When Jamal Ansari, owner of the Mediterranean Cruise Cafe, came to the United States from Jerusalem at a young age in 1976, he and his family believed in the American dream: work really hard, and success will follow.
In 1979, Jamal and his brothers were attending college and motivated to begin their careers with a vision for their own business. While still enrolled in college part-time, the brothers soon saw an opportunity to open a restaurant in Eagan that would reflect their culture and share their family’s food and heritage with the community. It was then the Mediterranean Cruise Cafe (MCC) was born.
Their cafe remained in Eagan from 1980 until 2000; however, for business reasons, the family moved the restaurant to Burnsville. For the past 12 years, it has become a pillar dining and entertainment establishment fully embraced by the community.
Jamal remembers his family’s support at the beginning, which has continued to today. “When we first started, everyone came over and helped — my nephews, cousins, my kids. My daughter and my son were around 18 or 20 when they got involved and are now a large part of it. Me and my children – doing a good job with what they do.”
Mediterranean Cruise Cafe brings the Mediterranean to Minnesota; their menu features various dishes from the middle-eastern region — Jerusalem, Palestine, Lebanon — and Greece using authentic recipes passed down from their family for generations.
“We use the same recipes since the ancient Greeks from the Roman empire – historical recipes from the Holy Land. Food culture and history – everything about life we love,” says Jamal.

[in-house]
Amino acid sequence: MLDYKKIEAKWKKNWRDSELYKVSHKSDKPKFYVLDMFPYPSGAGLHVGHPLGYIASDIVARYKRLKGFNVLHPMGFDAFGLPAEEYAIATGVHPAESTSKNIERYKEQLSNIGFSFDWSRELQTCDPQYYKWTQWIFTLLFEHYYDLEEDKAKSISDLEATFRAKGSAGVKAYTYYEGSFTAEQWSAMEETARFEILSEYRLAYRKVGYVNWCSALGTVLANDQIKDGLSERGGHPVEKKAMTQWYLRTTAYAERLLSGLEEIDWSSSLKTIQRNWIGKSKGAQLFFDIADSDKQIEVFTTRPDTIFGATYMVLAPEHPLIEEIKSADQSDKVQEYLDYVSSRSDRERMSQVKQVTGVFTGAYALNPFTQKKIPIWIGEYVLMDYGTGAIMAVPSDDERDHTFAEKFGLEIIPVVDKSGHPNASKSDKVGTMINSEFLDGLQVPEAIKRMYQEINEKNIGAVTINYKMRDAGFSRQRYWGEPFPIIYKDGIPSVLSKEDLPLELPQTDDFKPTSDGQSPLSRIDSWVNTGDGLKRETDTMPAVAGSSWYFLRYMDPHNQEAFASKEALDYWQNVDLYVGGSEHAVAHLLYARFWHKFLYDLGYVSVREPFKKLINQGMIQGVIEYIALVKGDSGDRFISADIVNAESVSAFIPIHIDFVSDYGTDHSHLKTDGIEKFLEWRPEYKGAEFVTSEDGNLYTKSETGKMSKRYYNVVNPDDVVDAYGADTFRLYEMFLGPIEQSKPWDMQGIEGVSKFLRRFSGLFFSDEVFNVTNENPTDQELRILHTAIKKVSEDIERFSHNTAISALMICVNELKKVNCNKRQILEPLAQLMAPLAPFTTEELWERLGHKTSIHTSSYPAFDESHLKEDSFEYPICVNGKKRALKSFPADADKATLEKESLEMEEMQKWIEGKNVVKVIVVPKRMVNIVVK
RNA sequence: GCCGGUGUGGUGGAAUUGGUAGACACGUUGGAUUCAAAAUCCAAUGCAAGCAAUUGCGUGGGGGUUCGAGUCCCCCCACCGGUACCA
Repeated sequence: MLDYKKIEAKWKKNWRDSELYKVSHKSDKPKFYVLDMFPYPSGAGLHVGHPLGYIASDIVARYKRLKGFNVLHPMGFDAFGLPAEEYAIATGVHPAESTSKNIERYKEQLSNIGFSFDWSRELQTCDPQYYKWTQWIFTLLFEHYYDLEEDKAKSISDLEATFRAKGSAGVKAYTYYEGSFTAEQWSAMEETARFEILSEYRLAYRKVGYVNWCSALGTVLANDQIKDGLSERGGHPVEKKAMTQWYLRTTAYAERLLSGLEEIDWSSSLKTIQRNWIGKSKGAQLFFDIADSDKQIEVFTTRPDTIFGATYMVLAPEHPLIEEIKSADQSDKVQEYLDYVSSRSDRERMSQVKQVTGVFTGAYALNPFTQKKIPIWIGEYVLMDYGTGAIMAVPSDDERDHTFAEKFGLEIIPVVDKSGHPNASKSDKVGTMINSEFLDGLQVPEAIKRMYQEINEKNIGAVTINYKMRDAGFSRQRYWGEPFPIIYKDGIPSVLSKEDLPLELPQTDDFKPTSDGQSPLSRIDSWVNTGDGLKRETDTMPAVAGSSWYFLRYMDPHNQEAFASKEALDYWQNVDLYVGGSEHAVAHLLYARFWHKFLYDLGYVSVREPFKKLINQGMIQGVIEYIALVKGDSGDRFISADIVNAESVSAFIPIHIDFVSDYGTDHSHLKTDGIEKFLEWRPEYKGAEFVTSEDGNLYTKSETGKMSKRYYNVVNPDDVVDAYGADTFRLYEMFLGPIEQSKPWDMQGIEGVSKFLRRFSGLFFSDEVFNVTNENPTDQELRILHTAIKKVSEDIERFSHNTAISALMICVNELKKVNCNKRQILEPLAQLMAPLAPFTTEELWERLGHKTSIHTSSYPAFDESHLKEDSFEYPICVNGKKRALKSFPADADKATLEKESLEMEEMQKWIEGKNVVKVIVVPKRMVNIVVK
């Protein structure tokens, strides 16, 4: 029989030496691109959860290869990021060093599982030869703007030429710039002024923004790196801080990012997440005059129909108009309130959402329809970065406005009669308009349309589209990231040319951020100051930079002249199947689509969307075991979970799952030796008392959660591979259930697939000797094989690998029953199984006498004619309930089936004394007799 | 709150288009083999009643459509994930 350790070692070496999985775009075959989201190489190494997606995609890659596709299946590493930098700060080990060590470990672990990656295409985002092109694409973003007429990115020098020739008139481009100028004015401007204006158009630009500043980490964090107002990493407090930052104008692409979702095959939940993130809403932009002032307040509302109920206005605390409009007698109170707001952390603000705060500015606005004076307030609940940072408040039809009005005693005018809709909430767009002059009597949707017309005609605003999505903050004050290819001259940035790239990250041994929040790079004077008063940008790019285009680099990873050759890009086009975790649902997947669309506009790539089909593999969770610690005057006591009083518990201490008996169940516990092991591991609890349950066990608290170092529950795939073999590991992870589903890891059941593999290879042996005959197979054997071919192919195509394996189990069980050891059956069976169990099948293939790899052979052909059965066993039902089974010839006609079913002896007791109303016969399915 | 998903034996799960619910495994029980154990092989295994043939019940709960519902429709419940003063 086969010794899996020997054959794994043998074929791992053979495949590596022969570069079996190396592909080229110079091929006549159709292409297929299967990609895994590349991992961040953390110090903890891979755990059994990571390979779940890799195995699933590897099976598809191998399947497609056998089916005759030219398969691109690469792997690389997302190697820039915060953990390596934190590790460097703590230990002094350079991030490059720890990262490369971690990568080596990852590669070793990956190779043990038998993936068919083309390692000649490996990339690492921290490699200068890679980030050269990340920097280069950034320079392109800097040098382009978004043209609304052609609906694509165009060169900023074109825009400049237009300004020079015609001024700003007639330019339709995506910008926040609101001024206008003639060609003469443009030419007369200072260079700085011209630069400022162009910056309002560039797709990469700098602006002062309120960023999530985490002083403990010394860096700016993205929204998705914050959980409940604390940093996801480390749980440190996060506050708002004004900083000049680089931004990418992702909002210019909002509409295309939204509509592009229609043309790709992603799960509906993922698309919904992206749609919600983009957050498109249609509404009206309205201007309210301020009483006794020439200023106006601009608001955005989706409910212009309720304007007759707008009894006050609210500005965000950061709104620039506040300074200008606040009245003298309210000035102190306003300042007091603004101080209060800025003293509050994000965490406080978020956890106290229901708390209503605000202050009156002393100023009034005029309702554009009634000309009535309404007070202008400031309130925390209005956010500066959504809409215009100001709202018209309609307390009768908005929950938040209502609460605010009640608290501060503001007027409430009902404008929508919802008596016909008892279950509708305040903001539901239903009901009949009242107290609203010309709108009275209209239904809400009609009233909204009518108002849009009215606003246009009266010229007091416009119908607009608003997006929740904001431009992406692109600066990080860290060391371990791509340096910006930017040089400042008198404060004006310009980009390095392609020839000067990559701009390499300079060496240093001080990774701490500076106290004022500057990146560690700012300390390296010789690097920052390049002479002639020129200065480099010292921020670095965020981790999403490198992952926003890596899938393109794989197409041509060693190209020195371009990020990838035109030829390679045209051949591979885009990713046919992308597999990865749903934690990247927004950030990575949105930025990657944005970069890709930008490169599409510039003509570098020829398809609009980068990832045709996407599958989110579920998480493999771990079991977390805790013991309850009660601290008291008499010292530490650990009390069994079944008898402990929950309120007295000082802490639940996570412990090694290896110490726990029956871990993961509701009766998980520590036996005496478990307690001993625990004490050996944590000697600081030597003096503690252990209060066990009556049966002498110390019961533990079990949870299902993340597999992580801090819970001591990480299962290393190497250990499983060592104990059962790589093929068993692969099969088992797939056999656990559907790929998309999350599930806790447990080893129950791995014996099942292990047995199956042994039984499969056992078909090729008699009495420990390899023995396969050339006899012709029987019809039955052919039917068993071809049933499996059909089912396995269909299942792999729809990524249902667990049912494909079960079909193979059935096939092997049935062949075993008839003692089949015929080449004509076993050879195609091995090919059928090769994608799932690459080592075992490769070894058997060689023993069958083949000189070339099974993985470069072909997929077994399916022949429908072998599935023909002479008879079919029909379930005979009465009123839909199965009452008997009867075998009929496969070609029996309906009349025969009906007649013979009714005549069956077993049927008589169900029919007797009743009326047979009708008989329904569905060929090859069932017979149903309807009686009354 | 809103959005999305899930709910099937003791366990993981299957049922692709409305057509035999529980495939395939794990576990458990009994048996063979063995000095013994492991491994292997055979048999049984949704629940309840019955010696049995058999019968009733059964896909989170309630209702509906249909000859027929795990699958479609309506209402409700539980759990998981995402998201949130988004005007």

Some of their most popular dishes include their specialty homemade hummus platters, fresh Greek salads, falafel, lamb gyros and their outstanding kabobs. However, knowing some Minnesota pallets, they offer a variety of entrees to please anyone.
Jamal explains, “We grew up with that culture of food; we have hummus like the Mexicans have salsa. You walk in you order the hummus plate with veggies or pita. We learned it all at the beginning. My mother was very good at cooking. She’d take the meat to the rotisserie and cook the flatbread, and season it. Our chicken orzo and lentil soup are my mom’s recipes.”
Over the past three years, MCC has diversified, creating its brand of hummus, “Baba’s Hummus,” which they sell at local markets, such as HyVee and Kowalskis. “We’re getting more accounts will be in Whole Foods soon. We make many flavors!” says Jamal.
The food remains rave-worthy, but that’s not the only reason people love MCC. Before the pandemic, the restaurant featured live entertainment daily. At 6,7,8, and 9 pm, the cafe lights up with the belly dancers. “They exude lots of energy and fun and music,” describes Jamal.
Every Saturday night, they also had salsa dancing. Jamal recalls, “A salsa group came to me, explaining they wanted to do a demo. I said, ok. They brought a band with music from Puerto Rico and Cuba – like on a cruise ship. People come from all over to have the most fun every weekend.”
Now since the pandemic, the entertainment is gone, but Jamal remains hopeful. “It will come back…and the days will come back to normal.”
Before COVID-19, MCC featured a buffet of Mediterranean dishes, and Jamal says the customers miss it. “With COVID, we went through tough times but having our own business helped us out. We were patient and did takeout and made excellent packages for the families. We got by pretty well – around 20 percent – but we got to keep the place open.”
When takeout became the only option, MCC developed family-style packages that, for example, would include two pounds of gyros, bread, and hummus for $45. “The boxes can feed 4-6 people…wow! That’s a lot of food. But it’s a good meal. People tell us how wonderful it is to eat something different and healthy,” shares Jamal.
Their focus over the last year revolved around how to stay safe and healthy. “We kept the place nice and clean, and business is coming back around 50 percent. I got vaccinated – people are, and it’s a good thing. Life will go back to normal We’re so grateful to see the smiles and can’t wait for the excitement to come back,” says Jamal.
“We created a life with over 41 years of memories. We get to know the whole town. We come to work, and we see our customers – they’re like our family. It’s not easy – we work hard to earn it, but we keep good systems and take care of our customers, and they do you, too.”